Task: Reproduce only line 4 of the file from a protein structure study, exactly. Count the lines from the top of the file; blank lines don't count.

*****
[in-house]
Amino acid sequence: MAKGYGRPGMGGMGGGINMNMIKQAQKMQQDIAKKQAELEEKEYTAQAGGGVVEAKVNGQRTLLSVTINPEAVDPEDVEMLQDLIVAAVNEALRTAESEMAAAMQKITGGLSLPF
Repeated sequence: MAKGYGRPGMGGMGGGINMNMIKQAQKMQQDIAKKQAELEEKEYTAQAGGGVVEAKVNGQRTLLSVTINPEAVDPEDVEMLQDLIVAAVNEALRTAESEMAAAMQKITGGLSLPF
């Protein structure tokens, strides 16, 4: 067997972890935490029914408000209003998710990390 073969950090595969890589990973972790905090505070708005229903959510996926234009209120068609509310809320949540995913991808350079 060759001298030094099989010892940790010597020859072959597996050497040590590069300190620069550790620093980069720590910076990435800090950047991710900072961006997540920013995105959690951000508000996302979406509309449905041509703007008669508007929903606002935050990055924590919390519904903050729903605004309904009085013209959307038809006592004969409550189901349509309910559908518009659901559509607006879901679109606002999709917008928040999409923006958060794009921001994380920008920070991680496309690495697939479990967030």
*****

């Protein structure tokens, strides 16, 4: 067997972890935490029914408000209003998710990390 073969950090595969890589990973972790905090505070708005229903959510996926234009209120068609509310809320949540995913991808350079 060759001298030094099989010892940790010597020859072959597996050497040590590069300190620069550790620093980069720590910076990435800090950047991710900072961006997540920013995105959690951000508000996302979406509309449905041509703007008669508007929903606002935050990055924590919390519904903050729903605004309904009085013209959307038809006592004969409550189901349509309910559908518009659901559509607006879901679109606002999709917008928040999409923006958060794009921001994380920008920070991680496309690495697939479990967030």